Veterans' History: Bonus March
1932 — WWI VETS PROTEST IN WASH. D.C.
Vets camped out around Washington DC demanding decent treatment from the government treatment from the government live up to the promises it had made to veterans. Vets coming to the Capitol form all over the country, bringing their wives and children, and the movement growing until one authority said that he believed, "the institutions of our government have been severely threatened."
This is no description of Dewey Canyon Iv nor even of Operation Dewey Canyon III where vets threw away their medals in disgust at the way the U.S. government was continuing to kill off our brothers in Vietnam. The quote in fact comes from General Douglas MacArthur, Army Chief of Staff under President Herbert Hoover; the General was talking about the Bonus March of 1932.
In May, June and July of 1932 over 25,000 World War I veterans and their families descended on Washington to demand that the Hoover Administration pay them the bonus they had been promised as compensation for their service in World War I. While the government could come up with al kinds of tax breaks and outright gifts for big business, it could only put off giving vets their promised bonus; vets had begun to refer to it as the "tombstone bonus." to vets trying to keep together families in the heart of the great Depression, even a small bonus was sorely needed.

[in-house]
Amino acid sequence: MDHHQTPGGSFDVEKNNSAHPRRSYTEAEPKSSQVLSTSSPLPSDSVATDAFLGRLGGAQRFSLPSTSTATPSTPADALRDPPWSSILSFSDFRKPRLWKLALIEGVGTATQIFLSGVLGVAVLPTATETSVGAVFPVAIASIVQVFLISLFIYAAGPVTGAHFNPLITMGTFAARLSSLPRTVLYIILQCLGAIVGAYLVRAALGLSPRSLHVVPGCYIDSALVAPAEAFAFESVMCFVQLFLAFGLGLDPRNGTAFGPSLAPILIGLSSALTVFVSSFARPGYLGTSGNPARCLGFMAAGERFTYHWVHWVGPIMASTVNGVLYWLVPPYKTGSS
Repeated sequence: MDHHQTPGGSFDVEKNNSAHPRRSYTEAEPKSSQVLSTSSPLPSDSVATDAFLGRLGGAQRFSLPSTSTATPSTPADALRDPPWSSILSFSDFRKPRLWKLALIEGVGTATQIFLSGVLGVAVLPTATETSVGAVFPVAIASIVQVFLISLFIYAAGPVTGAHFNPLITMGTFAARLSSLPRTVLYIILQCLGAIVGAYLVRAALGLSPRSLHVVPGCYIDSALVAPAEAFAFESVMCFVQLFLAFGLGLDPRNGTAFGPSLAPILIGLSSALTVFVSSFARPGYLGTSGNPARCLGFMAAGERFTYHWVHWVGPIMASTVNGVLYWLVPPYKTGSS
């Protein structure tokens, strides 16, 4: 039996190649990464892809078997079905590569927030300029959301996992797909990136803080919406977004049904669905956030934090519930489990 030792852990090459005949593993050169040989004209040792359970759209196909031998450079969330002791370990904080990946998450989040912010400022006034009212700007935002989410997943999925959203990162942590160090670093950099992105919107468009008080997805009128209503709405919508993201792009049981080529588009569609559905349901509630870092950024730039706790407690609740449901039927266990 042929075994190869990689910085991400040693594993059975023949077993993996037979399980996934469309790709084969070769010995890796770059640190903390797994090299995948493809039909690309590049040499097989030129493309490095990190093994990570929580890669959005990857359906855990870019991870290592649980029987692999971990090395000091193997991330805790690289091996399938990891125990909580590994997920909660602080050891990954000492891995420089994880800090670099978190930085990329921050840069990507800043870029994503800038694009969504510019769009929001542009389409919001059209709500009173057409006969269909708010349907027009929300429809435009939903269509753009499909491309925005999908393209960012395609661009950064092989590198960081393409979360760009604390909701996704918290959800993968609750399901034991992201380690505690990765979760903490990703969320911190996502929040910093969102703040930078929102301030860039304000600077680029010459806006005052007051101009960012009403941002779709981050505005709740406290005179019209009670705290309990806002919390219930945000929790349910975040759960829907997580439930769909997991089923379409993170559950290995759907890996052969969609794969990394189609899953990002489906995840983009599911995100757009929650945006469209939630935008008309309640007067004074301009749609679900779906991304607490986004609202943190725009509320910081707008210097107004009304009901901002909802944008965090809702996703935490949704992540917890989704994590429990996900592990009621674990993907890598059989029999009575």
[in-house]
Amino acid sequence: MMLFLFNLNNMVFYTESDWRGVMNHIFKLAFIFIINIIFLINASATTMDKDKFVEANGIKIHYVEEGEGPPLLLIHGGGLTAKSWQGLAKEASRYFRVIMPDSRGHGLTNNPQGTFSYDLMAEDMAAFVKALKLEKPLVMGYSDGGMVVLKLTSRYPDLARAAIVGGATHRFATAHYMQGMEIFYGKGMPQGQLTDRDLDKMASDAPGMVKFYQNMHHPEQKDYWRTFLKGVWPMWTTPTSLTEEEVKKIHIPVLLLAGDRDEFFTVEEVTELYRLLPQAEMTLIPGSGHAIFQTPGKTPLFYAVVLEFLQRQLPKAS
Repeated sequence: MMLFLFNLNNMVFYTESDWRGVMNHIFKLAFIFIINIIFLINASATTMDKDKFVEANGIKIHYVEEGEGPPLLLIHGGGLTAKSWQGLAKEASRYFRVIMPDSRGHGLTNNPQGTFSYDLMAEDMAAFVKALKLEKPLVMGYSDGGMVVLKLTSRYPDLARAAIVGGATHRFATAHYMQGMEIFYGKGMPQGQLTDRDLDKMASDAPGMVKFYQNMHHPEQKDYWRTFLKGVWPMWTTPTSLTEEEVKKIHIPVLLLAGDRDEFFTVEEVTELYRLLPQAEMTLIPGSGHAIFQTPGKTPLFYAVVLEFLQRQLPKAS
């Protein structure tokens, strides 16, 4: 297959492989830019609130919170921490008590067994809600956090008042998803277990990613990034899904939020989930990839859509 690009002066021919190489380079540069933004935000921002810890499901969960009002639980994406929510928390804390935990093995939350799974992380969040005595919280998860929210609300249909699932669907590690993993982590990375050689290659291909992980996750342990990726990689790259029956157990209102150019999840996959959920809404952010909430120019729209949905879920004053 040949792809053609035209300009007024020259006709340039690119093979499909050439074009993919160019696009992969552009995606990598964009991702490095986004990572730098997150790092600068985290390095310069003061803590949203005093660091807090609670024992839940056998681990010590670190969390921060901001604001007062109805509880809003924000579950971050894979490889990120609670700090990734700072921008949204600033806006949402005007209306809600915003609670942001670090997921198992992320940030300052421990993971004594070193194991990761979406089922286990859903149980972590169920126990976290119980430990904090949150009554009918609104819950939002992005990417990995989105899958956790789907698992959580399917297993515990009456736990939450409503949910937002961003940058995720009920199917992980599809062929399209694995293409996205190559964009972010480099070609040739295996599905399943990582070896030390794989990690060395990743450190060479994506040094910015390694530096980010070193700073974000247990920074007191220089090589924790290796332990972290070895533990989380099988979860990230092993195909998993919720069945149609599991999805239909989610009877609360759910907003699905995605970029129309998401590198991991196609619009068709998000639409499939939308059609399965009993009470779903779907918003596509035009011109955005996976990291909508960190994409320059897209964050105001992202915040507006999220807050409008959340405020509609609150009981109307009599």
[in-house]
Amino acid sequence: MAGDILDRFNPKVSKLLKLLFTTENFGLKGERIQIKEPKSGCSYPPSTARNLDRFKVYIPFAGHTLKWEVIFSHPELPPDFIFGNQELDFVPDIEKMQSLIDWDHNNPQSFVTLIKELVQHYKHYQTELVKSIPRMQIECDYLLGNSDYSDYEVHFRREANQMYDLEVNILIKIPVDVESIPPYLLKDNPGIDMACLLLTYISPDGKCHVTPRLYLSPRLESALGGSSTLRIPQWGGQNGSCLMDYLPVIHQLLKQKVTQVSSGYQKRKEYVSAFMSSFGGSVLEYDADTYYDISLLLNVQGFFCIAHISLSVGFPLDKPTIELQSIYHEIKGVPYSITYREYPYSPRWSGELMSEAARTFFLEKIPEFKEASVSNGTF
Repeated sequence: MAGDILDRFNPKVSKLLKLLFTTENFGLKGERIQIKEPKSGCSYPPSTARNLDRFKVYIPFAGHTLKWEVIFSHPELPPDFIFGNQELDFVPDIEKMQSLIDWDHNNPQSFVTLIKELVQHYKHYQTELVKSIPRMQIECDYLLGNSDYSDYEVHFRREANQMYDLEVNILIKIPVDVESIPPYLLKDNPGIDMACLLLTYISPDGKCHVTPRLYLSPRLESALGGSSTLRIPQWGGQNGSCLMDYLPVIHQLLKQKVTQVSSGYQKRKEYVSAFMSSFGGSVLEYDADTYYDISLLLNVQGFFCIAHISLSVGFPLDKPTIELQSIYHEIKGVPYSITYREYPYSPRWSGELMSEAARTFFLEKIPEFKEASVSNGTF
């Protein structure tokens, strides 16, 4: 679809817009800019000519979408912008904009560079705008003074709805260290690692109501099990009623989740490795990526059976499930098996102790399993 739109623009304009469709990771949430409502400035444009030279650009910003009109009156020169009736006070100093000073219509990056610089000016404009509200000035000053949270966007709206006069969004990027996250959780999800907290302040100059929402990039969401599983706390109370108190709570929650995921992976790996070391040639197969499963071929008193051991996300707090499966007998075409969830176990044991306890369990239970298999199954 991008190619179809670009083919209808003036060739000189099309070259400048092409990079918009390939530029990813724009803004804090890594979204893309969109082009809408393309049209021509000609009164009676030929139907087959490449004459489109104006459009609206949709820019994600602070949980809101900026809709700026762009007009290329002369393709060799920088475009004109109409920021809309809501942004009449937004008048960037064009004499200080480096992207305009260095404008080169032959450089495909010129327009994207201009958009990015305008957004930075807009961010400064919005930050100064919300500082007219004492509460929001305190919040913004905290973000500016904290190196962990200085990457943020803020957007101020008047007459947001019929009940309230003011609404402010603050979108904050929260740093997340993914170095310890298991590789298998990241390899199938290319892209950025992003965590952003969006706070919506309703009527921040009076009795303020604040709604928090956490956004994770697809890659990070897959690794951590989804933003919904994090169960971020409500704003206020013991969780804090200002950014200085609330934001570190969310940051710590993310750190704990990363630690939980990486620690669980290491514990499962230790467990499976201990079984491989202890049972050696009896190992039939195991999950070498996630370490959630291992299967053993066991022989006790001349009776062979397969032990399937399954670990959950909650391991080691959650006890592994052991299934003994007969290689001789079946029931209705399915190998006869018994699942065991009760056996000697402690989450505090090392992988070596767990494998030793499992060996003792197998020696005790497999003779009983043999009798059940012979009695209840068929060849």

Vets came from every corner of the country and, as the early contingents arrived in Washington or made news along the way, more and more decided they would join their brothers to demand their rights. With unemployment at record levels, many vets had nothing to keep them at home.
Stories of the various contingents and their travels to Washington deserve whole books; there were pitched battles with police in the railroad yards of Youngstown and Cleveland. Rail traffic in St Louis was closed down for days until the trains carried the vets closer to Washington (soap on the tracks was a favorite vet device). Along the rail lines, local farmers—who didn't have all that much themselves—left care packets of food for the vets to eat. A group of California vets not only had most of it donations stolen by its supposed leader but almost 1/2s of the vets were lost during the month-long trip ( some were later found in the Tennessee mountains. The governor of West Virginia brought a fleet of trucks to the state border to carry the vets across his state as quickly and quiet as possible.